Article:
Title: Wicked Fox
Author: Kat Cho
Rating: 3.5/5 stars
Release date: 25th June 2019
Publisher: G. P. Putnam’s Sons
Eighteen-year-old Gu Miyoung has a secret–she’s a gumiho, a nine-tailed fox who must devour the energy of men in order to survive. Because so few believe in the old tales anymore, and with so many evil men no one will miss, the modern city of Seoul is the perfect place to hide and hunt.
But after feeding one full moon, Miyoung crosses paths with Jihoon, a human boy, being attacked by a goblin deep in the forest. Against her better judgment, she violates the rules of survival to rescue the boy, losing her fox bead–her gumiho soul–in the process.
Jihoon knows Miyoung is more than just a beautiful girl–he saw her nine tails the night she saved his life. His grandmother used to tell him stories of the gumiho, of their power and the danger they pose to humans. He’s drawn to her anyway.
With murderous forces lurking in the background, Miyoung and Jihoon develop a tenuous friendship that blossoms into something more. But when a young shaman tries to reunite Miyoung with her bead, the consequences are disastrous . . . forcing Miyoung to choose between her immortal life and Jihoon’s.
What a rollercoaster of emotions this book was! So many unexpected twists and turns. I really enjoyed the complex exploration of seeing the world in more than just black and white. There are so many layering shades of grey that the author peels through slowly, which may seem as if plot is dragged little bit, but it creates the buildup necessary to unravel things at the end.
I’m not sure what it is about the book (I just cannot quite place a finger on it), but something about the character arcs in the novel stood out to me. Maybe it was because I had this strong sense of unfamiliarity about the protagonists at the end of the story, as opposed to the connection I felt with them early on in the novel.
By the end of the book, it felt as if I was reading the stories of two complete strangers. Perhaps it was the perpetual plot turns that led to this jarring change in attitudes of the main characters. The story did take on multiple shifts and turns, which may have had a strong influence on the characters’ personality as their attitudes shift to adapt to these changes.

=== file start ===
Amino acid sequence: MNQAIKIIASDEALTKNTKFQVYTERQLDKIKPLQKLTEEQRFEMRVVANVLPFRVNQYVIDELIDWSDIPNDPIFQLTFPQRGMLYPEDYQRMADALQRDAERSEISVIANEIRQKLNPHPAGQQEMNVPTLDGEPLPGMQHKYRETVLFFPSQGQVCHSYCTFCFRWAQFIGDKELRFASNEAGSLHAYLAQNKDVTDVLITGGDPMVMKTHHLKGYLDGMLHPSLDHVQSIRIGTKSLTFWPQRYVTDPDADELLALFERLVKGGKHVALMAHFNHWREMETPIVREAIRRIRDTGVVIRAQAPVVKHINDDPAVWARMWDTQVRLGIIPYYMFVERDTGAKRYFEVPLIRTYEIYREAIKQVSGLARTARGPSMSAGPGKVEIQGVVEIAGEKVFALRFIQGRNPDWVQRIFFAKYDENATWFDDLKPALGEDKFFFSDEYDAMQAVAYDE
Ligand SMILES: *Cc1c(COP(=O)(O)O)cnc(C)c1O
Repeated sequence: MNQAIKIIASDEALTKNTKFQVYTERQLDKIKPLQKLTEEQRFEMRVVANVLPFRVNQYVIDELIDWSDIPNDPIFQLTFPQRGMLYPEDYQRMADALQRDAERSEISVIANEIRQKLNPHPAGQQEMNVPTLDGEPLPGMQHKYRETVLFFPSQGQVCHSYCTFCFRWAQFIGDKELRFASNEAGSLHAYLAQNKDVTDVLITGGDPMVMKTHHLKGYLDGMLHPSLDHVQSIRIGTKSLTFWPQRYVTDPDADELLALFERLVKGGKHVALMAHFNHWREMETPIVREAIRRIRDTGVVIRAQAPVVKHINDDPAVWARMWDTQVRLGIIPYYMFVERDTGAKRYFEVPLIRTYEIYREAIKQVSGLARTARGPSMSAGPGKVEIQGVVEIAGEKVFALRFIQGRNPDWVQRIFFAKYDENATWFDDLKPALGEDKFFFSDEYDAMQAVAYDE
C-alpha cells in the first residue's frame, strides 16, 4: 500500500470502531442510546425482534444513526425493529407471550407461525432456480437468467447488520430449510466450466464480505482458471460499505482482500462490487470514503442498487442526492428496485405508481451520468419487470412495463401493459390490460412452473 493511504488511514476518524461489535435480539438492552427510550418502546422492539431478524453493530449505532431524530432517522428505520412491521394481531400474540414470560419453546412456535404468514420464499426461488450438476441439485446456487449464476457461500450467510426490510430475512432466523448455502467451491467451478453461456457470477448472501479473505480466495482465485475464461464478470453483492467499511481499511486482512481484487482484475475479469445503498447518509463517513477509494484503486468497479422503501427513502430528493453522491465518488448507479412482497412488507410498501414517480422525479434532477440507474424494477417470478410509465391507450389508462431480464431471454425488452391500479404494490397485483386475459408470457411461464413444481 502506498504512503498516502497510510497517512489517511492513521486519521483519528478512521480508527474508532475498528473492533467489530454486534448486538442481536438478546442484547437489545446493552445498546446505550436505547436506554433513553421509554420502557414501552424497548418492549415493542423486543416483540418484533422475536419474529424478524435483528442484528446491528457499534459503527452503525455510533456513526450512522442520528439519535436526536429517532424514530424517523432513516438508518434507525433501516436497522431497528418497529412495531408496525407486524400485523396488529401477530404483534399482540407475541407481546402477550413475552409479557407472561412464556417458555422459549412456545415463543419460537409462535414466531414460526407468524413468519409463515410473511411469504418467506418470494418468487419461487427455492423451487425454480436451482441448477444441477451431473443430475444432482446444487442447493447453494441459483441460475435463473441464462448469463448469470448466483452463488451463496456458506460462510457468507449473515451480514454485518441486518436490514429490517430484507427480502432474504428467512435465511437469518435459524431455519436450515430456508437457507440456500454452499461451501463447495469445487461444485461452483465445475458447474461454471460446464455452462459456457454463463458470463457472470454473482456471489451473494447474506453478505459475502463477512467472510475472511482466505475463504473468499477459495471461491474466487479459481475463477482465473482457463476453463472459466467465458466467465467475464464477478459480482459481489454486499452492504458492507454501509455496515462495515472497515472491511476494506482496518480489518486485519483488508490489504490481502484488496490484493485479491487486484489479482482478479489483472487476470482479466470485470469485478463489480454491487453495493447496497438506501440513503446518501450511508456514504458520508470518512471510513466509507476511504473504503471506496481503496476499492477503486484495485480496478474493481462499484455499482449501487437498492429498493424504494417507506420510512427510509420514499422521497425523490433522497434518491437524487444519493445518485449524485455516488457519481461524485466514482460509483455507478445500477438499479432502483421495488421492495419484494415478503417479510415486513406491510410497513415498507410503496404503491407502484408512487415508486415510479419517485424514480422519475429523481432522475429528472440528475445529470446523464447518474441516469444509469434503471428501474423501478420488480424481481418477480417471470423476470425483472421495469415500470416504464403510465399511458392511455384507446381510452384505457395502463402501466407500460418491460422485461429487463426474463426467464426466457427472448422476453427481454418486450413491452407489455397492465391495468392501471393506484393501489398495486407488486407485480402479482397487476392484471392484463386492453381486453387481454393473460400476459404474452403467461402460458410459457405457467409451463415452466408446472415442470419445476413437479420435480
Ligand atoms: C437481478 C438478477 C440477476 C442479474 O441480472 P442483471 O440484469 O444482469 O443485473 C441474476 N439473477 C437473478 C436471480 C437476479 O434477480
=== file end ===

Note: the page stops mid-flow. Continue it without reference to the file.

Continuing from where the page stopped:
Despite the connection I had with the protagonists, I did initially have mixed emotions about their personality. They are young adults trying to make sense of the situations that they are placed in, which makes for incredibly stubborn, strong-willed and studious characters. In short, they are infuriating! Immature, wild, carefree, you name it. Jihoon’s halmeoni (grandmother) is everything you can ask for in a contemporary family figure. The way she handles people (and especially her own grandson) is always something you look forward to reading about, which is rare because positive family figures are almost never present in contemporary/fantasy novels. Apart from the MC’s flaws, I really did like that both characters have this edge and fire fuelling about them. Truly, I think their attitudes were the engines of the plot.
Personally, I was not the biggest fan of the writing. It’s a little cliché, which makes the romance theme a little unconvincing for me. The blend of old Korean tales with modern contemporary is incredible, and I applaud the author for being able to combine two contrasting genres so effortlessly, but the romance just seemed so out of place, and ultimately, unnecessary. Everything else was spot on, though. Family dynamic and friendship were huge themes that played a big role in the novel, which I appreciated and personally loved! The Korean heritage of the author is obvious too, which, again, is very much appreciated! I enjoyed learning more about the food, language and mannerisms of Korean culture.
Overall it was a solid YA Contemporary/Fantasy novel. The sequel will definitely be on my radar, and I cannot wait for its release!
Thank you to Penguin Teen Australia for sending me an ARC in exchange for an honest review!
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